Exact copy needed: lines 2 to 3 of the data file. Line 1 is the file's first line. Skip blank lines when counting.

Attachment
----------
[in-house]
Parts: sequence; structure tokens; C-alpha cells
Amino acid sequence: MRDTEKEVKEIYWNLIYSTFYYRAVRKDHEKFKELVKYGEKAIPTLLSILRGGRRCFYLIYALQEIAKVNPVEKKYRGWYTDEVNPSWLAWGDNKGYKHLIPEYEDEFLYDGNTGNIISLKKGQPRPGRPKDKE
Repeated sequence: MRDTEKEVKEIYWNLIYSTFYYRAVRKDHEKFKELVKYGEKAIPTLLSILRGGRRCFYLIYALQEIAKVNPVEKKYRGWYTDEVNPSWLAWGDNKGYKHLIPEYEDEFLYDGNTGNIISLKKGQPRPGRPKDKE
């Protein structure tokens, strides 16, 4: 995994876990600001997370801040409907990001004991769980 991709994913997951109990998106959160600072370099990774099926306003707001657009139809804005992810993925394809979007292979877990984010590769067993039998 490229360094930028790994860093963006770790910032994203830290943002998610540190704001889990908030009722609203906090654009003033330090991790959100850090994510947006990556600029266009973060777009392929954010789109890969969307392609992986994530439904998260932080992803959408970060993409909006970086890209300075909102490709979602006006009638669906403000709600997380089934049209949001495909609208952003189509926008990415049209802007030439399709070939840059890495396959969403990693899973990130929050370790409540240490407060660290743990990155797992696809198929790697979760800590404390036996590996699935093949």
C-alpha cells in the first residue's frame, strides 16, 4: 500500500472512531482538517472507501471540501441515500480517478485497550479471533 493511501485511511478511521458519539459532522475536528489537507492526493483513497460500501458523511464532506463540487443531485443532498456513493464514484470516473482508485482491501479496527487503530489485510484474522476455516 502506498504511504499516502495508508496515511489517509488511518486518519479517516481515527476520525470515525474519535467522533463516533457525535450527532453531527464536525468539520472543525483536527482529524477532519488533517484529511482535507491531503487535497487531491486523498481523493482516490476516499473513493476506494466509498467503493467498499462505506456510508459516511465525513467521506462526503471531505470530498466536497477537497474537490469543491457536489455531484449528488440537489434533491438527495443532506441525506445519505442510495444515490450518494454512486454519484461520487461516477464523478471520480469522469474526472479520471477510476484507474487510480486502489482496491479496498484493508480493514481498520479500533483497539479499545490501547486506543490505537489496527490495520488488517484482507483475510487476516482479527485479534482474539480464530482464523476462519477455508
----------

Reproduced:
Parts: sequence; structure tokens; C-alpha cells
Amino acid sequence: MRDTEKEVKEIYWNLIYSTFYYRAVRKDHEKFKELVKYGEKAIPTLLSILRGGRRCFYLIYALQEIAKVNPVEKKYRGWYTDEVNPSWLAWGDNKGYKHLIPEYEDEFLYDGNTGNIISLKKGQPRPGRPKDKE